I did have some trouble getting into them. My cold medicine soaked brain was not up to deciphering complicated plots and a whole shitload of characters and their names. That’s how I thought this was going to be, and indeed the first 30k to 40k of the first book was just like that. But, then it all seemed to click for me, and I really got into them. I was almost glad I had the excuse of being sick and didn’t have to do anything more than lay around and read this series to my heart’s content. And the good thing, is that combined, they’re about 360k words — a very good chunk that you can spend time getting into!

The basis of the story is the rivalry between the various government agencies in DC. Set in 2002, the story switches point of view between several characters, but mostly between two men — Mark Vincent and Quinton Mann. Mark is a WBIS senior agent and most think him a loose cannon. Actually, they’re all afraid of him. His bureau is known for their unusual tactics, and Mark Vincent is the best of the best. Quinn is a CIA director and just as well known for his family and all around class as his success in his career. He’s just one in a long line of government operatives, including his mother Portia, who was a code breaker for NSA during the Cold War. They’re both extraordinary men, and by nature of the organizations they work for, hate each other.

When Mann finds out that Vincent has been doing a little snooping into his past, he sets out to up the ante, but the result is that they both find they have an extreme sexual attraction to one another. Is it real? Or is it a game to one up the other? Neither can quite figure it out, but they know they can’t stop.

At it’s heart, this is a really wonderful story. Mostly, that comes from these two characters their their chemistry, which is incredibly hot. The games they play on each other are hilarious, and I loved seeing them slowly come together and realize that they have actual feelings for each other. Watching them maneuver the minefield if their intelligence careers while trying to carry on a clandestine relationship was the best part of this story. I would read their books forever and wished that they went on and on and on.

But, I also can’t deny that these books are riddled with problems. Knowing ahead of time that these were previously one book of original online fiction, helped me to realize where the problem was, or else I might have been really confused. Now, I haven’t read that original book which was called Mann of My Dreams, but it seems to me from reading these released by Dreamspinner that they most likely weren’t changed very much. And that is a problem — they still read like online fiction. And while they’re good, they could have been great, with a really smart and exacting editor to bring them new life. The biggest problem with the published books is the repetition, which I have heard others complain about as well. And it isn’t just the style of the writing, which takes both characters point of view and shows the same events, over and over. While tiring at some points (because this series would have been at least half the length, otherwise), that didn’t bother me too much. I embraced the style and ran with it. But, there is a lot of other repetition within that should have been cut — whole paragraphs reminding us what happened a few chapters ago and whole scenes that are repeated to remind us, but 5 to 6 times over the whole series. It is one thing to remind us in the beginning of a sequel the few key points that happened in the first book, not everyone reads the books back to back like I did, I understand that. But, that is something from the online fiction that should have been cut. We aren’t reading this an online serial, so we don’t need to be reminded of things that happened, which online, we might have read several months or even years ago.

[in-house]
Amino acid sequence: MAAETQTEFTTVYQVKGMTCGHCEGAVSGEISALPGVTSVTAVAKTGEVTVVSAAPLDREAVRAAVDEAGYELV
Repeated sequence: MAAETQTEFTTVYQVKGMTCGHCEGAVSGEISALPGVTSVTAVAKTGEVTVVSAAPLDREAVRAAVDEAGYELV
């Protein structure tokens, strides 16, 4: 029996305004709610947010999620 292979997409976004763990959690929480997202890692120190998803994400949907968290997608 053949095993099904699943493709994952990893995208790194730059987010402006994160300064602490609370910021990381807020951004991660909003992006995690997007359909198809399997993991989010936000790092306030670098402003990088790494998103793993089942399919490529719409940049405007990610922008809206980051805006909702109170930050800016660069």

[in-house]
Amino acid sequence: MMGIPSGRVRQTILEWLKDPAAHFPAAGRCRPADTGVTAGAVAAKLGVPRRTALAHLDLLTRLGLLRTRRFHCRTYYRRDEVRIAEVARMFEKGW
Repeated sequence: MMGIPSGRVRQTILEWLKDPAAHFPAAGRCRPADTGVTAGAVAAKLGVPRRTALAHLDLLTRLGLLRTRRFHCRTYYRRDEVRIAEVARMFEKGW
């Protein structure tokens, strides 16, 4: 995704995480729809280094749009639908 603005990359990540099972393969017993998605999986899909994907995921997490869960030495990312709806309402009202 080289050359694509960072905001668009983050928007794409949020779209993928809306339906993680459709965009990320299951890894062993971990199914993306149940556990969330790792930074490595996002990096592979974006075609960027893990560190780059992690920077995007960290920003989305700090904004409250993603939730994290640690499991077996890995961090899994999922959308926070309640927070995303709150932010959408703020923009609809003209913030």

It was fundamental problems like that that really bothered me. Not just mistakes, but glaring problems. I ended up feeling that I might as well have just read them online for free if they had all that. So while I absolutely loved the story and adored the characters, I found the writing fundamentally flawed, which really affected my enjoyment of the story. I had hoped that some of these things might get better with each subsequent book — after all, I read these types of comments on each book page at Goodreads and thought they might influence how the later books were edited, but not. I didn’t see any difference, which made me a little sad.

I wholeheartedly recommend this series, but, I will warn you to brace yourself to be at least a little annoyed. If I were rating these books based solely on how much I loved the plot and characters, it would easily get a Loved It! rating, but since I’m not, especially since I felt there should have been more changes since this was an online book that the author then published, I had to lower the rating for all three books to just Pretty Good.

Have any of you read these books? What did you think?